Specialized lays off 8% of its staff
Overnight, we broke the news that approximately 125 Specialized employees were laid off, effective immediately, as the American bike brand cut 8% of its staff world-wide, citing economic and industry changes.
Our own Anne-Marije Rook reported that the decision will save the company millions of dollars.
“The time is now to adapt to the current environment and ultimately led us to make some extremely tough decisions today,” Scott Maguire, Specialized’s CEO, said.
“I want to recognize those teammates who departed and thank them for all their contributions, hard work, and dedication to Specialized. We are focused on ensuring that they are fully supported during this difficult time. It may be tough to see in the moment, but the future of cycling and the future of our brand is bright.”
Fenix-Deceuninck launch women’s Continental team
Fenix-Deceuninck, the newest team on the Women’s WorldTour, has launched a Continental to run parallel to their organisation, copying the men’s side of the same organisation.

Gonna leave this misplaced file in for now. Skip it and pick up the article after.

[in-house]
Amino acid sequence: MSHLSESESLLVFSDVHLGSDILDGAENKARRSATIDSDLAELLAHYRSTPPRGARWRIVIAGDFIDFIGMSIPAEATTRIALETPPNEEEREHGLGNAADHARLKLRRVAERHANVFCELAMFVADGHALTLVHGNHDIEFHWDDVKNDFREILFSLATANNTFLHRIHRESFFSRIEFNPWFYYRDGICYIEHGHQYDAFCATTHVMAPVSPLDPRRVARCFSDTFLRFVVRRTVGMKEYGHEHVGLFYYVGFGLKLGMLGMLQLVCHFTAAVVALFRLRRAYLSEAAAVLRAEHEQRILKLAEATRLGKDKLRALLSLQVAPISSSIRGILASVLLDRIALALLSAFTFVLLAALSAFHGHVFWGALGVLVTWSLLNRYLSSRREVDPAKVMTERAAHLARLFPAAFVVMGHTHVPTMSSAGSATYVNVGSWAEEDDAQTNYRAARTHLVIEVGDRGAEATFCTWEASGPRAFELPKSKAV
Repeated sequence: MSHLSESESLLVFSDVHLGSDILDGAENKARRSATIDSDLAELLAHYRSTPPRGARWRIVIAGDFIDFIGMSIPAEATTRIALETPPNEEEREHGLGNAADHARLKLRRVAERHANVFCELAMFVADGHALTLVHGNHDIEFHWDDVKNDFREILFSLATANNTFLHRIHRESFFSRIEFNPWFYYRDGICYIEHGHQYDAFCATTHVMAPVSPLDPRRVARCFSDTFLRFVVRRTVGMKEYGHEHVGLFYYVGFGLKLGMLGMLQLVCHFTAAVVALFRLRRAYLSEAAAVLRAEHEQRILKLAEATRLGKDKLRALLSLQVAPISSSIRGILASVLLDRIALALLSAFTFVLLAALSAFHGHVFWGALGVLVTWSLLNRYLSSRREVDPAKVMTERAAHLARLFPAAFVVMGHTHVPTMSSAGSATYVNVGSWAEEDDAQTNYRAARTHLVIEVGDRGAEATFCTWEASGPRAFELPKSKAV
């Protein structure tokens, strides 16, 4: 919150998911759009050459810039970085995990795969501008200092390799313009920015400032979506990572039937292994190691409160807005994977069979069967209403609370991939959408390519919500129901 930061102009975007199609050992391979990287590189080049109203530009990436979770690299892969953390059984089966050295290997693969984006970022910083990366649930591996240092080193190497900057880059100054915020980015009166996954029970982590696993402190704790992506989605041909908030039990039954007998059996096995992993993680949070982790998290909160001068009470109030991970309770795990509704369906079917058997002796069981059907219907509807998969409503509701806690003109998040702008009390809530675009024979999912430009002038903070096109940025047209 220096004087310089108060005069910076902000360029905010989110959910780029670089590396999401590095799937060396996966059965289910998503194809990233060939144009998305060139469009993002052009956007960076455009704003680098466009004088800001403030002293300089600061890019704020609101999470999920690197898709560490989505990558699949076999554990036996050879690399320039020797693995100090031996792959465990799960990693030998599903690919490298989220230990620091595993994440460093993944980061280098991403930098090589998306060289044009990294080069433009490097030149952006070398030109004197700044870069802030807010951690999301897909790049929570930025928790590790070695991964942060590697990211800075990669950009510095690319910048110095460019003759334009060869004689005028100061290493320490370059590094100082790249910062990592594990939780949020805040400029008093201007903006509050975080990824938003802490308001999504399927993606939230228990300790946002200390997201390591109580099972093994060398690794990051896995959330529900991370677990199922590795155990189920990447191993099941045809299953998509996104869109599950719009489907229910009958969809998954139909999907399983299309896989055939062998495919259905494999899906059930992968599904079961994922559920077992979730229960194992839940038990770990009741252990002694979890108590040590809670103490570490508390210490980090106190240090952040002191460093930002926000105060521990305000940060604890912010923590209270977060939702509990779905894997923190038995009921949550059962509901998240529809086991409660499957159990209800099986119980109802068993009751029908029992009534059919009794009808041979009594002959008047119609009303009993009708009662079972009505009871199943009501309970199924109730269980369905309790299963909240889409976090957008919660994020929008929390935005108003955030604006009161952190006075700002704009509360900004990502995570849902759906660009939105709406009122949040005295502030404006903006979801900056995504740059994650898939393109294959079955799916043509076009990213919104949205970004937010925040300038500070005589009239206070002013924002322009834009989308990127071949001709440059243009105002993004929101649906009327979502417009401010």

The WorldTour team grew out of the Plantur-Pura squad that was founded in 2020, and has now stepped up to the top level. The Fenix-Deceuninck and Alpecin-Deceuninck boss Philip Roodhooft claimed his was the first organization to have WorldTour and Continental teams across men and women.
“We see this as a logical step in our growth,” the team stated in a press release. “The women’s development team completes the structure. Where we want to offer the same chances to women as to men, we also see this as a necessary step to be future-proof, both towards riders and partners. And future is a synonym for development.”
The top level team are now Fenix-Deceuninck, with the Continental team
On the new squad is Briton Anna Kay, who has finished on the podium at the cyclo-cross World Championships. Also coming across from Plantur-Pura are Ireland’s Imogen Cotter, Dutch cyclo-crossers Aniek van Alphen and Manon Bakker, German Laura Süßemilch and Belgian Marion Norbert-Riberole. New recruits are Belgians Fien Van Eynde and Sara Van de Vel as well as German Rojna Eibl.
Santos Tour Down Under protestors arrested in Adelaide